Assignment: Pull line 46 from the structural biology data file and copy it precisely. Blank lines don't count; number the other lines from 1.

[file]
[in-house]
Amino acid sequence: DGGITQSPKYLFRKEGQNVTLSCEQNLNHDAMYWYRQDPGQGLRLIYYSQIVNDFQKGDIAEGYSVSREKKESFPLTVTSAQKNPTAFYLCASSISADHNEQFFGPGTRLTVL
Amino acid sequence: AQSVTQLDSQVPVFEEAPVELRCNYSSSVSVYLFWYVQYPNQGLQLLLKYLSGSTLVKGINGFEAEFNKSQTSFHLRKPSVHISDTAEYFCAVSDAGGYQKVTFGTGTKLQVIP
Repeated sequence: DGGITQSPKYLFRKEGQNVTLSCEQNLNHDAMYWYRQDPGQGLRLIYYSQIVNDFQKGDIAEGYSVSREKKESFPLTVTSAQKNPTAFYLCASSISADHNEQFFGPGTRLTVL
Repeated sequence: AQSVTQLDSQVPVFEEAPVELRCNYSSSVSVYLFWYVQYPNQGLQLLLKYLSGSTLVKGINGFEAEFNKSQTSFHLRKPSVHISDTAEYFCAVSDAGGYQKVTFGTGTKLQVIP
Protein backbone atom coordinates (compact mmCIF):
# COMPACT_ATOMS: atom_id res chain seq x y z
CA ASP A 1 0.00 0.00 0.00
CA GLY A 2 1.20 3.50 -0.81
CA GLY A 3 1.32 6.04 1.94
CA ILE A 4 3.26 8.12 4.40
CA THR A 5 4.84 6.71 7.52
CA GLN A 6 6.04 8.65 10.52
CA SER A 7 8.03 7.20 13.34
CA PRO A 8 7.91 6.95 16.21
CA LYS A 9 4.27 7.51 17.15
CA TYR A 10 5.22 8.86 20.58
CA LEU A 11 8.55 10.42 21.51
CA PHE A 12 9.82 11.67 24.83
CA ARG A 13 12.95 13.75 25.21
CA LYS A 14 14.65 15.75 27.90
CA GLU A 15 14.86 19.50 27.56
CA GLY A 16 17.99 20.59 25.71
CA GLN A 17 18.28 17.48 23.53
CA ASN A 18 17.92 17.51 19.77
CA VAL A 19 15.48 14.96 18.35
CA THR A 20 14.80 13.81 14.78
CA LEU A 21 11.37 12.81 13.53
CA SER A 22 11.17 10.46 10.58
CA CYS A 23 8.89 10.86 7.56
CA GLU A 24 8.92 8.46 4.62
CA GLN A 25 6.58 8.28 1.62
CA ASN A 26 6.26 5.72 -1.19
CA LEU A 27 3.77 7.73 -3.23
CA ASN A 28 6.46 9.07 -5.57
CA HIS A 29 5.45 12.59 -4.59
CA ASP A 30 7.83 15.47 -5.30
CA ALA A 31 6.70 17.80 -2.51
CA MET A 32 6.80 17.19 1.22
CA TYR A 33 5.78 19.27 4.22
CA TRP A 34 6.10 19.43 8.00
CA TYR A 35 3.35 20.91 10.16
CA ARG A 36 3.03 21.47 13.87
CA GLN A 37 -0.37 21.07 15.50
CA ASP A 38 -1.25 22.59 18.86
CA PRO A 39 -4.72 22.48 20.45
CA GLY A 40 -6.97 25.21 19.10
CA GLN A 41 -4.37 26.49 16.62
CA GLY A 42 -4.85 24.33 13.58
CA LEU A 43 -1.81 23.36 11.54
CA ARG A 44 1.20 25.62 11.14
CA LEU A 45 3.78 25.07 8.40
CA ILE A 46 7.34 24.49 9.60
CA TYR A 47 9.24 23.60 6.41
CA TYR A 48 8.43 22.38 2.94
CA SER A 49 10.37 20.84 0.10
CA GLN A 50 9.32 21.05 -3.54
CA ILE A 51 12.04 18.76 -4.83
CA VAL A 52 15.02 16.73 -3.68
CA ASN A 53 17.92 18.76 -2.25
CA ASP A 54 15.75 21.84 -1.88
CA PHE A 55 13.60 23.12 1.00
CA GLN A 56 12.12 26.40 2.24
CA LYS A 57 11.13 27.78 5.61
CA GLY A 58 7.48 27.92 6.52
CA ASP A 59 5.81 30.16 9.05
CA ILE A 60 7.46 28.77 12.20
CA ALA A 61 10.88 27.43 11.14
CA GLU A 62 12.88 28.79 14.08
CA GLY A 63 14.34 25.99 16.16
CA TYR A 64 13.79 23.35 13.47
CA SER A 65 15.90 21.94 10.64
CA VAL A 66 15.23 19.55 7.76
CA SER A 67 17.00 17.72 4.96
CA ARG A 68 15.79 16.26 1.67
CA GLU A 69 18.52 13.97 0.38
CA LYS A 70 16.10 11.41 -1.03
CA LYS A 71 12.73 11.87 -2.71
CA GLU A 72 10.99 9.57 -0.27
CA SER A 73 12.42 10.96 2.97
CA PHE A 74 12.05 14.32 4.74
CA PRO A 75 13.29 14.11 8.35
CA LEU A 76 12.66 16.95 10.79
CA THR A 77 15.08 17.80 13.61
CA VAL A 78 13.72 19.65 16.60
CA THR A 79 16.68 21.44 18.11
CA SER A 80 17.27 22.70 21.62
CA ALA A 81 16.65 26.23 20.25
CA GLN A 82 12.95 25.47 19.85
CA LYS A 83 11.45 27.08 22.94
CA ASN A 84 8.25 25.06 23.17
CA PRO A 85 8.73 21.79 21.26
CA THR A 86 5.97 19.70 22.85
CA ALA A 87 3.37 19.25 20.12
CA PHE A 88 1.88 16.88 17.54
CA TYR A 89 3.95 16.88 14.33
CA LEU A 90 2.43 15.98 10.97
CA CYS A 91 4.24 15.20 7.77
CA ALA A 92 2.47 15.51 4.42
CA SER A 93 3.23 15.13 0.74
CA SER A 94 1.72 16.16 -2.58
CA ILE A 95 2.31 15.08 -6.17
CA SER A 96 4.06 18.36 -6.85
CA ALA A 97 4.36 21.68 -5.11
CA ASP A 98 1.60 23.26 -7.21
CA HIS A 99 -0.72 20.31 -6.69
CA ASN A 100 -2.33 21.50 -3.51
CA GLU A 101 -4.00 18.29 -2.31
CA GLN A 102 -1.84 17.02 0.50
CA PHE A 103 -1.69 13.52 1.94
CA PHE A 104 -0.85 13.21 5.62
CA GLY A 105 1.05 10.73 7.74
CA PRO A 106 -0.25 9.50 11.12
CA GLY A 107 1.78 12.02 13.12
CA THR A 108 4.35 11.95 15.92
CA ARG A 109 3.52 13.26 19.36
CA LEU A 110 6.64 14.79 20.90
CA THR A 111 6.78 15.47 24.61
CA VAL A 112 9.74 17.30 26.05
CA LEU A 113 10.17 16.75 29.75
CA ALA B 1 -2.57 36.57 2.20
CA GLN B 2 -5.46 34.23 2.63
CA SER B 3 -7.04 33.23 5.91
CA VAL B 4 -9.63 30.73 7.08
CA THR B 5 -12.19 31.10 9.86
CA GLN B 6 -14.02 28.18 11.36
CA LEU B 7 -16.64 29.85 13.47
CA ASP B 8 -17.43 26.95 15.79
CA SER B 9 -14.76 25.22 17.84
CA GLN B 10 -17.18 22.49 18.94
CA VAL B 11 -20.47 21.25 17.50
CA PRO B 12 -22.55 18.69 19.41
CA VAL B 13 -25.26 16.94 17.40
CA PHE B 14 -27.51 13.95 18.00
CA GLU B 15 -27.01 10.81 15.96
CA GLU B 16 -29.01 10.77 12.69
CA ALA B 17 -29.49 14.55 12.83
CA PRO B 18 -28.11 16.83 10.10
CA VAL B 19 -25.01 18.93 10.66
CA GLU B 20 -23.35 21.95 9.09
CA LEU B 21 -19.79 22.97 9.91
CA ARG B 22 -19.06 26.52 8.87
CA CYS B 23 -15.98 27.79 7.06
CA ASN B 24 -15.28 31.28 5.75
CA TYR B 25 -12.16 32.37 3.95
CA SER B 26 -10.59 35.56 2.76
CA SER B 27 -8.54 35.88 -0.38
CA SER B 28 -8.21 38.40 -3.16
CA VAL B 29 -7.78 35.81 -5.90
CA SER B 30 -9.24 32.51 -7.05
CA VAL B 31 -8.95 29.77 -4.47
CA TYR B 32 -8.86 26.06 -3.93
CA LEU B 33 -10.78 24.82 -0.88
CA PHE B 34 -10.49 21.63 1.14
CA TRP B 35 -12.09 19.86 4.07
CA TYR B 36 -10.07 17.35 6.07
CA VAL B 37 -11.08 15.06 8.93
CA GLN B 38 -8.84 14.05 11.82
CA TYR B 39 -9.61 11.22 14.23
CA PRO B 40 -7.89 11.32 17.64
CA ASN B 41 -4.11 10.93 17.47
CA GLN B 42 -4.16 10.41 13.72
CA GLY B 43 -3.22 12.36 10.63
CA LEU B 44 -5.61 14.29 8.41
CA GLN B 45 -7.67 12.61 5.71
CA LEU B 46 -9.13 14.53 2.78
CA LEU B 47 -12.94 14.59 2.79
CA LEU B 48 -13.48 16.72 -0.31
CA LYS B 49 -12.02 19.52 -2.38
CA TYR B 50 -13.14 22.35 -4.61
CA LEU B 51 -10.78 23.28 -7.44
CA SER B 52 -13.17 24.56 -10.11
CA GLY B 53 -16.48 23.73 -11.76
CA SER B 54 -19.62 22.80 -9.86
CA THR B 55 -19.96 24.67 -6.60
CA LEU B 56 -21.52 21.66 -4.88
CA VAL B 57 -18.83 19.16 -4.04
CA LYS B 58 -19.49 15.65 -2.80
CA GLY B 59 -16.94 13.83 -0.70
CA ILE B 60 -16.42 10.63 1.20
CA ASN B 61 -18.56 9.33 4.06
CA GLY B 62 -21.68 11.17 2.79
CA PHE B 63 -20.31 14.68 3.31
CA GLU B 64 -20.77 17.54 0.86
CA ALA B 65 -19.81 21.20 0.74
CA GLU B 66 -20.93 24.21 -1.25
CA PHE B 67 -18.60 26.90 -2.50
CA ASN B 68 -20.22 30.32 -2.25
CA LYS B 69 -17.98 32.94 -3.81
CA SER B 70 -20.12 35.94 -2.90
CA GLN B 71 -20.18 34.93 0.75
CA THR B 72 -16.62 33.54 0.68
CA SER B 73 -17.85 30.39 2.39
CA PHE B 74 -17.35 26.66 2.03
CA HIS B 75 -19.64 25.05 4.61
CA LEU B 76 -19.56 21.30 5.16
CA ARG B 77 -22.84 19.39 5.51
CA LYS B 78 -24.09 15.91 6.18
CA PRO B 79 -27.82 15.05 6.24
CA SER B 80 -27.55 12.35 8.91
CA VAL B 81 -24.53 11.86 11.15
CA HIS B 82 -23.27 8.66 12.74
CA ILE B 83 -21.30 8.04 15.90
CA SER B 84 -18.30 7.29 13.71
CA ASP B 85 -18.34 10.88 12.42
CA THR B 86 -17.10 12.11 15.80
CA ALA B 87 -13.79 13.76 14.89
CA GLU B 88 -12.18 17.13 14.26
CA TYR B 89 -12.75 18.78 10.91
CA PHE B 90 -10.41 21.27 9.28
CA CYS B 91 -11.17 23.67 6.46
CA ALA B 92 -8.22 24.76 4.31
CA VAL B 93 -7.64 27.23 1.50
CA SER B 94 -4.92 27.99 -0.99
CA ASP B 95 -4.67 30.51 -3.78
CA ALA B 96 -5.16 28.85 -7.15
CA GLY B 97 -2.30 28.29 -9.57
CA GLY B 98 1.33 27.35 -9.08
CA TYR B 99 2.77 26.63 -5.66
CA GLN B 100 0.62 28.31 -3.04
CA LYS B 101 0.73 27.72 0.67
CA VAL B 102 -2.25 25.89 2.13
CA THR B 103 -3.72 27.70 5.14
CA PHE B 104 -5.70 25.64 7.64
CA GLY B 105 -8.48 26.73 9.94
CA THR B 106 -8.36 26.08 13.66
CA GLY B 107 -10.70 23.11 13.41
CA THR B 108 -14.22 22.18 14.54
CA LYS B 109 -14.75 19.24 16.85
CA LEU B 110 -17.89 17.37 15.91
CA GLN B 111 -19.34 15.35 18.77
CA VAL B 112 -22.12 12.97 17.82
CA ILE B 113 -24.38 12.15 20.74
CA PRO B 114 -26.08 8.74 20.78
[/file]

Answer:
CA PRO A 39 -4.72 22.48 20.45